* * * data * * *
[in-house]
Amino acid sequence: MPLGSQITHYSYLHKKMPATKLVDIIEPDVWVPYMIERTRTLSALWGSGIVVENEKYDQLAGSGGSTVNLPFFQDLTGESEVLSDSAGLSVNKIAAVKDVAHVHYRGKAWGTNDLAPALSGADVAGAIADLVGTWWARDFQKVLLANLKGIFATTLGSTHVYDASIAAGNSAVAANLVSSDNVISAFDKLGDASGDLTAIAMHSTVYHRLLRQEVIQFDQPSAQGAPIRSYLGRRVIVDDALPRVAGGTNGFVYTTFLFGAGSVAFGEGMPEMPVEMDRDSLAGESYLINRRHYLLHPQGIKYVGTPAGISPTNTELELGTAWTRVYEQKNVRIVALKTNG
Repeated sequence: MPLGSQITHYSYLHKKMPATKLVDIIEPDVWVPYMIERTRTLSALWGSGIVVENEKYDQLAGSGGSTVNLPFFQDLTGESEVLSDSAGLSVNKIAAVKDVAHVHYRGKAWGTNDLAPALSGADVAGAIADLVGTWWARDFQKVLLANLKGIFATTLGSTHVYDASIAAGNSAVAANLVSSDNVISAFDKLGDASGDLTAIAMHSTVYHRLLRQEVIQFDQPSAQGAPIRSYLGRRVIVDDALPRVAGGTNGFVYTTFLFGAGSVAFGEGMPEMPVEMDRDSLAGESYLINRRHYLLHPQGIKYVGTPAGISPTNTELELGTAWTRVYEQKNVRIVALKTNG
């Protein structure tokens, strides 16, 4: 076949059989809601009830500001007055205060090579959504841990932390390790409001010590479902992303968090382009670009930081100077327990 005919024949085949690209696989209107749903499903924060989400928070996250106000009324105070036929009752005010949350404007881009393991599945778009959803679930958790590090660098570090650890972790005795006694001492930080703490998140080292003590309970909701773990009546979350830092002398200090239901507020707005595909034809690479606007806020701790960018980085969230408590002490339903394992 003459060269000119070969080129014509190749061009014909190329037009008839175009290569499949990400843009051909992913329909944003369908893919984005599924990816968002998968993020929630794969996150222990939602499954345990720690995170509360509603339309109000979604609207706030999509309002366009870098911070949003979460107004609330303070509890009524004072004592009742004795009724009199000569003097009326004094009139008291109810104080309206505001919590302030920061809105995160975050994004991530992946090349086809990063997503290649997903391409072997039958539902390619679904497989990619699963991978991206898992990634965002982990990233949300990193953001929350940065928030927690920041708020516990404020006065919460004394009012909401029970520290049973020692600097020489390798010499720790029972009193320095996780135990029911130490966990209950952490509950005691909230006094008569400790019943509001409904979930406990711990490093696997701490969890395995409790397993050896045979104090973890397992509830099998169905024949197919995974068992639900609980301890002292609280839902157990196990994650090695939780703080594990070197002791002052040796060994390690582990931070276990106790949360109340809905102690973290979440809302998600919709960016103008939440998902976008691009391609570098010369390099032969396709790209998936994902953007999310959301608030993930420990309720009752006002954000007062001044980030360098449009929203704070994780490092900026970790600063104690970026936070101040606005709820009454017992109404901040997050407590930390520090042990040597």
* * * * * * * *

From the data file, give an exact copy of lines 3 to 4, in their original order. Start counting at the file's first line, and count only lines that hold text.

Repeated sequence: MPLGSQITHYSYLHKKMPATKLVDIIEPDVWVPYMIERTRTLSALWGSGIVVENEKYDQLAGSGGSTVNLPFFQDLTGESEVLSDSAGLSVNKIAAVKDVAHVHYRGKAWGTNDLAPALSGADVAGAIADLVGTWWARDFQKVLLANLKGIFATTLGSTHVYDASIAAGNSAVAANLVSSDNVISAFDKLGDASGDLTAIAMHSTVYHRLLRQEVIQFDQPSAQGAPIRSYLGRRVIVDDALPRVAGGTNGFVYTTFLFGAGSVAFGEGMPEMPVEMDRDSLAGESYLINRRHYLLHPQGIKYVGTPAGISPTNTELELGTAWTRVYEQKNVRIVALKTNG
């Protein structure tokens, strides 16, 4: 076949059989809601009830500001007055205060090579959504841990932390390790409001010590479902992303968090382009670009930081100077327990 005919024949085949690209696989209107749903499903924060989400928070996250106000009324105070036929009752005010949350404007881009393991599945778009959803679930958790590090660098570090650890972790005795006694001492930080703490998140080292003590309970909701773990009546979350830092002398200090239901507020707005595909034809690479606007806020701790960018980085969230408590002490339903394992 003459060269000119070969080129014509190749061009014909190329037009008839175009290569499949990400843009051909992913329909944003369908893919984005599924990816968002998968993020929630794969996150222990939602499954345990720690995170509360509603339309109000979604609207706030999509309002366009870098911070949003979460107004609330303070509890009524004072004592009742004795009724009199000569003097009326004094009139008291109810104080309206505001919590302030920061809105995160975050994004991530992946090349086809990063997503290649997903391409072997039958539902390619679904497989990619699963991978991206898992990634965002982990990233949300990193953001929350940065928030927690920041708020516990404020006065919460004394009012909401029970520290049973020692600097020489390798010499720790029972009193320095996780135990029911130490966990209950952490509950005691909230006094008569400790019943509001409904979930406990711990490093696997701490969890395995409790397993050896045979104090973890397992509830099998169905024949197919995974068992639900609980301890002292609280839902157990196990994650090695939780703080594990070197002791002052040796060994390690582990931070276990106790949360109340809905102690973290979440809302998600919709960016103008939440998902976008691009391609570098010369390099032969396709790209998936994902953007999310959301608030993930420990309720009752006002954000007062001044980030360098449009929203704070994780490092900026970790600063104690970026936070101040606005709820009454017992109404901040997050407590930390520090042990040597």